As the national and local economies begin to gain new momentum, an increasing number of Oklahoma companies are starting to hire once again after months of waiting for the economy to recover. According to Manpower Inc.’s recent Employment Outlook Survey, 22 percent of employers in the Tulsa metro area and 13 percent of Oklahoma City area employers are planning to hire more workers in the second quarter of this year. Nationally, two-thirds of states are expecting employers within their states to significantly increase staffing levels.
During McAfee & Taft’s free one-hour EmployerLINC webinar, “Now Hiring,” employment attorneys Kathy Neal and Charlie Plumb offer a practical refresher course for employers on best hiring practices, including a discussion about employment laws and regulations that may have changed since the last time they were hiring. Kelly Beyer, Tulsa branch manager for Manpower Inc., also joins the panel to discuss hiring trends and issues employers should consider as they begin hiring. Topics include:
- What’s happening with hiring, generally
- Seeking candidates and applicants
- Application content
- Interview and selection process
(Originally broadcast March 24, 2011)
The following are answers to some of the most frequently asked questions during the webinar broadcast. Please note that these answers are being provided for information of clients and friends of McAfee & Taft and do not provide legal advice and are not intended to create a lawyer-client relationship. In addition, we are not able to provide answers to fact-specific inquiries. Readers should not act upon the information provided below without seeking professional counsel.
Q: Are employers required to use applications? We are a professional firm and don’t use applications, even for the administrative staff.
A: If in the future you are challenged by a governmental agency or an individual on your hiring decisions, it will important to have a record of applicants, their backgrounds and experiences. For that reason, it is advisable to maintain applications, even if you only accept them when you have a vacancy.
Q: My company does not accept unsolicited resumés or applications. Does that policy need to be in writing or posted on a company website? Or can we simply tell would-be applicants who stop by in person or mail in their resumés/ applications about this policy?
A: You should have a specific, written policy stating that unsolicited resumés and applications are not accepted. Further, you should apply that policy consistently.
Q: How long should applications be kept on file?
A: You should maintain copies of your applications for at least three years. In Oklahoma, we recommend keeping them for five years just to be on the safe side.
Q: The State of Oklahoma requires a specific application for Certified Nurse Aides working in long-term care. The application asks for date of birth, gender and ethnicity information. How do we comply with that state requirement and still protect ourselves from potential discrimination claims?
A: If the employer is required by statute to obtain date of birth, gender and ethnicity at the application stage, that information should be maintained separately from the general application and not accessed or used in the selection process.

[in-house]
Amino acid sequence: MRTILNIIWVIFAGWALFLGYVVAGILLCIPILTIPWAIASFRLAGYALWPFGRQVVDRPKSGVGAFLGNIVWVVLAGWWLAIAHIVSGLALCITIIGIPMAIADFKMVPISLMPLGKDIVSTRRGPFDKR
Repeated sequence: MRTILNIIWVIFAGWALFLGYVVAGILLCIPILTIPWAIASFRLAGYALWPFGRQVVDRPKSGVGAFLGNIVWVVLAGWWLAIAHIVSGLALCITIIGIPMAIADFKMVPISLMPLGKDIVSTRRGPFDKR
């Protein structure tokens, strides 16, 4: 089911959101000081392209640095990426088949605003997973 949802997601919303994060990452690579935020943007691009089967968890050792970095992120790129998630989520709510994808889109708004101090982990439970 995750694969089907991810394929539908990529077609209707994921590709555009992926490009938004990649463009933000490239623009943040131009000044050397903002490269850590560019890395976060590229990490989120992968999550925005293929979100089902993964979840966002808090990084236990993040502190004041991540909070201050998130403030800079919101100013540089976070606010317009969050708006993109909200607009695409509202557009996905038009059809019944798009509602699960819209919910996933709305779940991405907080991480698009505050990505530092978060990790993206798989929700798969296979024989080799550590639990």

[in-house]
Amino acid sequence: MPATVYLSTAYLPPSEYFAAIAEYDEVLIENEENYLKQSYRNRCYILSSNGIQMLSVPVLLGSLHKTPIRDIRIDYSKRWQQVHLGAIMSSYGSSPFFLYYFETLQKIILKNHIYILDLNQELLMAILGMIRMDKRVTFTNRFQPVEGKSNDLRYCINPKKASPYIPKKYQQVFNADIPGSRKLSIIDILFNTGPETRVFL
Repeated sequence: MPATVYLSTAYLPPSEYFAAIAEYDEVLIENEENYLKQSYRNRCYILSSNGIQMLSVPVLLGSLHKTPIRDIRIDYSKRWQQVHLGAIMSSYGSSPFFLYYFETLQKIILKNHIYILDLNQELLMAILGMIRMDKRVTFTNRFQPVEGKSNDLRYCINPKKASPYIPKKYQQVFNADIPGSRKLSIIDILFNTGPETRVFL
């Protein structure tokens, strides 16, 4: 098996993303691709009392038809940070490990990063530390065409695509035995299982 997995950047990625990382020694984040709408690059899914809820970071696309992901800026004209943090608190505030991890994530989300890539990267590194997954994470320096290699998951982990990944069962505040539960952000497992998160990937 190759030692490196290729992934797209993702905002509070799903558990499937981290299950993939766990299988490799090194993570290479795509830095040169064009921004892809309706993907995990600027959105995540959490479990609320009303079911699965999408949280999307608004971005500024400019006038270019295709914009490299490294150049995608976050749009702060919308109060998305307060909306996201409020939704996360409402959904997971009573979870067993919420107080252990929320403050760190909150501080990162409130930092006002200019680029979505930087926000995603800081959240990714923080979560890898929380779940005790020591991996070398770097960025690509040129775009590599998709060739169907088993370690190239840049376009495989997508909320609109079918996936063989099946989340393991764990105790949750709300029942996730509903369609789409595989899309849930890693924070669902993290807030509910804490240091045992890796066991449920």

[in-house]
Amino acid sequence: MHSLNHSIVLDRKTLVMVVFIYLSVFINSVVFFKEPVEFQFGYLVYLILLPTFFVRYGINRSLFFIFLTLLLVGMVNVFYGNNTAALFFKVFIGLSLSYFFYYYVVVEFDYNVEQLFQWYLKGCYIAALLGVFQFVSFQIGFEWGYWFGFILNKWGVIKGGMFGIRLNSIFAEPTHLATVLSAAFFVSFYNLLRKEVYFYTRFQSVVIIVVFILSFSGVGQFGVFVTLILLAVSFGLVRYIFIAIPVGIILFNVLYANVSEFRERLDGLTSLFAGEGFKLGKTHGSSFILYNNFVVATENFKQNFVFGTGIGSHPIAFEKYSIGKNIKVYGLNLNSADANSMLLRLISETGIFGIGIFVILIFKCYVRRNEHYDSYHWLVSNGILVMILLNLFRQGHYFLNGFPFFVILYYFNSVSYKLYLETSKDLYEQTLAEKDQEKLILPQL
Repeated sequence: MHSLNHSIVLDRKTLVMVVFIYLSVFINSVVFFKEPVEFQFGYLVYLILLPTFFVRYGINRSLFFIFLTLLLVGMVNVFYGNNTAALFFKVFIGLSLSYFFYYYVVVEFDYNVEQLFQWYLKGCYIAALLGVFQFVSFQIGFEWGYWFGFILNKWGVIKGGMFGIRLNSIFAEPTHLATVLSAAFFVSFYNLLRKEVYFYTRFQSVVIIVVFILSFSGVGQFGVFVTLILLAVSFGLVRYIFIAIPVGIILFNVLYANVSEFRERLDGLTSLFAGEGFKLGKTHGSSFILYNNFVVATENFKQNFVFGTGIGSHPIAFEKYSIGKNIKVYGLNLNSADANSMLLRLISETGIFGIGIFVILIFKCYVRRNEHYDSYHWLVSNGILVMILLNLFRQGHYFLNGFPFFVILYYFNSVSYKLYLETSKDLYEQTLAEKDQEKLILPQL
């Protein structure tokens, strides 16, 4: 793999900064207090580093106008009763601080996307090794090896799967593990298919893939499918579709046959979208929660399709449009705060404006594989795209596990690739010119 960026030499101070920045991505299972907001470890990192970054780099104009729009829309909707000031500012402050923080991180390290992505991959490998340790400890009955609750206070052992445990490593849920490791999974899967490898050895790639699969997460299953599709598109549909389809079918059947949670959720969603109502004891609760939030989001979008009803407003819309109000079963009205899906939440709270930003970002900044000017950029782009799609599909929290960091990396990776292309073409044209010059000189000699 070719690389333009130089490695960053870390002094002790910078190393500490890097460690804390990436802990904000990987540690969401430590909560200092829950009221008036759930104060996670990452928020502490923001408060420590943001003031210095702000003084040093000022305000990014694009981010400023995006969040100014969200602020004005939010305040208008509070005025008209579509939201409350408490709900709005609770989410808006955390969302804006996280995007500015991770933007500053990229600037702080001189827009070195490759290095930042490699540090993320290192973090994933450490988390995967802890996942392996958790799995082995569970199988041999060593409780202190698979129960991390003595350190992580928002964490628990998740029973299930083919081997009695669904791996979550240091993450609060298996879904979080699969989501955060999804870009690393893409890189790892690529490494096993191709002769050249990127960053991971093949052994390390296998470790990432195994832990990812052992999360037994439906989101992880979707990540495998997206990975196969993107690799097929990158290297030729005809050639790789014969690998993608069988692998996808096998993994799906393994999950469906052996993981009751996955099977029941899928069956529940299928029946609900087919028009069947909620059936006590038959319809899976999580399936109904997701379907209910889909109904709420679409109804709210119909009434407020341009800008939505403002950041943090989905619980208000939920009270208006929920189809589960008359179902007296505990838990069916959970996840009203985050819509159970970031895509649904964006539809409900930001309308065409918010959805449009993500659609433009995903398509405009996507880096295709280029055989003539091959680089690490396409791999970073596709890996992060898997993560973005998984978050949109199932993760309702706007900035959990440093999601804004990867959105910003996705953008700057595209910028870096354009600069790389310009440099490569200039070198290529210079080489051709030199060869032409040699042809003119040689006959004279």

Q: I work for a bank. Can we refuse to hire someone if they have filed for bankruptcy within the last seven years?
A: The federal bankruptcy code prohibits a governmental employer from denying employment to, terminating the employment of, or discriminating against a person who has filed bankruptcy. Private employers are prohibited from terminating the employment of, or discriminating against, a person who has filed bankruptcy. The “denying employment to” language is missing in the statute with respect to private employers. A recent Fifth Circuit Court of Appeals case found that the bankruptcy statute does not prohibit private employers from discriminating against prospective employees based on their bankruptcy status. A private banking institution has a better argument for not hiring a person who has filed bankruptcy than many other private employers, but employers should exercise care if the position to be filled has nothing to do with cash or financial operations of the business and a person who has filed bankruptcy is automatically excluded from consideration. Additionally, a facially neutral policy of denying employment to persons who have filed bankruptcy may adversely impact one or more minority groups.
Q: Is it legal to reject an applicant due to a felony conviction?
A: Assuming the felony conviction occurred within the last seven years and the employer can explain a job-related reason for rejecting the applicant based upon the felony conviction, the employer can do so.
Q: How should a deferred sentence be treated?
A: Unless the deferral is revoked and a conviction substituted, a deferred sentence should not be considered as a conviction.
Q: If an applicant has had a conviction expunged, can he/she lawfully mark “no” on the application question that asks about prior convictions? Also, does an expungement remove that conviction from a national background check and/or the OSBI record?
A: Expungement in Oklahoma means the “sealing of criminal records.” They are sealed to the public but not to law enforcement agencies. Additionally, Oklahoma has a statute providing that an applicant for employment who has had a conviction expunged does not have to provide information with respect to a sealed criminal record and “may state that no such action has occurred.” An employer may not deny the application “solely because of the applicant’s refusal to disclose arrest and criminal records information” that have been sealed. 22 O.S. §19(F). Under this type of expungement, the OSBI record will contain only the identifying information (name, address, etc.).